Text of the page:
Catherine Place holds reception to honor artist’s donation
July 24, 2007
Enjoying a reception at Catherine Place that celebrated an art donation called “Birdcastle Towers” are from left James Hood, creator of the artwork, Sister Marilyn Graf, RSM, Mercy Medical vice president of mission integration, Mary Kay Polys, Mercy Medical president and CEO, Ida Meyers, resident of Catherine Place, and Ange Baggett, Mercy Medical interim development director.
DAPHNE, Ala.—Catherine Place, a Mercy Medical assisted living community, hosted a reception in honor of James Hood who donated his Birdcastle Towers, the 2006 award-winning, Birdfest and Birditecture Festival artwork. Mendi Niblet, Catherine Place activities coordinator, and her staff organized the event. More that fifty Catherine Place residents attended the event, as well as Mrs. Mona Hood, Mercy Medical staff members, Valley O’Neal, Bay Rivers Art Guild (BRAG) president and Mercy volunteer, and Colette Waite, a local artist and BRAG member whose works are currently displayed at Catherine Place. BRAG is a non-profit organization that provides opportunities for artistic growth in the community.
Mr. Hood designed his birdhouse as upscale luxury units for sophisticated birds. The structure features twenty-six suites, private balconies and a lavishly landscaped common area complete with public baths. An advocate of recycling, Mr. Hood used a variety of common household items in its construction. Perhaps the most intriguing features of the Birdcastle are the thirty-nine hand-made, whimsical, bird-like gargoyles that adorn the architecture.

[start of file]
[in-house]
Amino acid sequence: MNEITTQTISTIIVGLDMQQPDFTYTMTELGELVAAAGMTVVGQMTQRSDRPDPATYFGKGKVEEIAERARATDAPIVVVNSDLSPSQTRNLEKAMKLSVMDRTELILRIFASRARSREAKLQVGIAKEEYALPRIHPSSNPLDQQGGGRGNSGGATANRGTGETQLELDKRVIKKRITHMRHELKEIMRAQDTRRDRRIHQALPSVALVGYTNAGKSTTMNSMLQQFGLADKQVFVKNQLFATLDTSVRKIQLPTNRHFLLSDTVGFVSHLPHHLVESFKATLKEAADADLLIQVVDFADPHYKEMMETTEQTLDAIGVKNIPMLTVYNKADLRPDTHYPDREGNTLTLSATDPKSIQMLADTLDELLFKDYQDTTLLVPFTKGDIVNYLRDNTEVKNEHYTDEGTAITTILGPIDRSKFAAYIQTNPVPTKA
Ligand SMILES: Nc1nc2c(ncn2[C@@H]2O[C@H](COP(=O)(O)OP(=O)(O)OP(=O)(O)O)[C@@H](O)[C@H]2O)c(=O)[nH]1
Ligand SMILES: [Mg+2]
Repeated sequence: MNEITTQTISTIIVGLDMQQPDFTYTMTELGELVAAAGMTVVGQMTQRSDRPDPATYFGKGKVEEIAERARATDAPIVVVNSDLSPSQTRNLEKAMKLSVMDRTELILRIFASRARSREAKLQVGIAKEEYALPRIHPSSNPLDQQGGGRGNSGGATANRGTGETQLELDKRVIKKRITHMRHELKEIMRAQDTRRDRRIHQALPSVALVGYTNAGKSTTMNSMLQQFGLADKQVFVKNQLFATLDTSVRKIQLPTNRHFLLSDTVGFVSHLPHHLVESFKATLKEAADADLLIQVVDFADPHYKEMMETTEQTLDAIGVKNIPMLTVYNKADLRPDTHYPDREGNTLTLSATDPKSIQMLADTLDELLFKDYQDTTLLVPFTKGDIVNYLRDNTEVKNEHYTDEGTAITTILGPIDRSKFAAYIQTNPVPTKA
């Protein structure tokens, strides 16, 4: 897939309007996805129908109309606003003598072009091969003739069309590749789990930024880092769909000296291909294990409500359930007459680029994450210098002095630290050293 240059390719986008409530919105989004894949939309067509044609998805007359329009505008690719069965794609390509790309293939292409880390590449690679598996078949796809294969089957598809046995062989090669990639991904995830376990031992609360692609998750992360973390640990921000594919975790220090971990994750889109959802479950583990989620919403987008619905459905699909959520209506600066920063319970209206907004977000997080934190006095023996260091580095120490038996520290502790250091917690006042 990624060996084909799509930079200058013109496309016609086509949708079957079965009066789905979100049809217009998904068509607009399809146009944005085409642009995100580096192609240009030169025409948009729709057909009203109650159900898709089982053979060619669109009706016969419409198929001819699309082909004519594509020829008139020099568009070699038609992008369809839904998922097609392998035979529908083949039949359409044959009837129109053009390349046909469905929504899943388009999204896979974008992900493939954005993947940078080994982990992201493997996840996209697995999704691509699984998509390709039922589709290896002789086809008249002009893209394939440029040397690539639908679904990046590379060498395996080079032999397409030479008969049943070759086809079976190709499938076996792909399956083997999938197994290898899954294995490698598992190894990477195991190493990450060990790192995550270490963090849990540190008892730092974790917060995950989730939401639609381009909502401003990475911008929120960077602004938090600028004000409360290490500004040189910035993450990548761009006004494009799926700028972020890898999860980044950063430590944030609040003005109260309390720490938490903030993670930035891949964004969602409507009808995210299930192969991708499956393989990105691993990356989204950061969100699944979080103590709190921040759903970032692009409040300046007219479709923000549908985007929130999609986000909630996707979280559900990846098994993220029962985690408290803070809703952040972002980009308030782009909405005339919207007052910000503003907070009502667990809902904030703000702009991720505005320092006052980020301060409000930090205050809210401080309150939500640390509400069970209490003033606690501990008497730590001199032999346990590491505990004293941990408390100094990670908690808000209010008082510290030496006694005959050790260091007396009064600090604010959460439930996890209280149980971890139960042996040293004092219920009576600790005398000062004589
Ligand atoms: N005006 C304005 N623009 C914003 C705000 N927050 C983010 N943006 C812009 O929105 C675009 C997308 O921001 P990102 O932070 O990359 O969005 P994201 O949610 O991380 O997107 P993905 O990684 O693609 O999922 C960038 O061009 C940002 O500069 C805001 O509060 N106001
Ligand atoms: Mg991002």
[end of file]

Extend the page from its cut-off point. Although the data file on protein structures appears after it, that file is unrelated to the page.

A former intelligence officer and business executive, Hood has traveled extensively throughout Europe, Russia, Central Asia and the Far East. His travels have influenced his style and approach to art. Since moving to the Eastern Shore in 2002, Hood has primarily focused on sculpture, combining serious classical life forms with found objects and whimsical forays.
Hood spoke about his work, how it has evolved, and talked about his experience with the Committee on Public Art’s “Art Takes Flight project”, in which local artists were sponsored to create artistic renderings of life-size fiberglass pelicans. Hood chose to render four pelicans in the guise of WWII airplanes, or “Warbirds.” Seventy pelicans by local artists will be exhibited during the month of September on the Eastern Shore and will be on displayed at the Eastern Shore Art Center during First Friday Artwalk in Fairhope. The pelicans will be sold at auction on September 29, with the proceeds going to public art projects. Hood has also recently completed an exhibit for the Mercy Rehabilitation Hospital, soon to be unveiled.
Catherine Place is located on the 38-acre campus at 27440 County Road 13 in Daphne. For more information call 626.9000 or go online at www.mercymedical.com/CatherinePlace.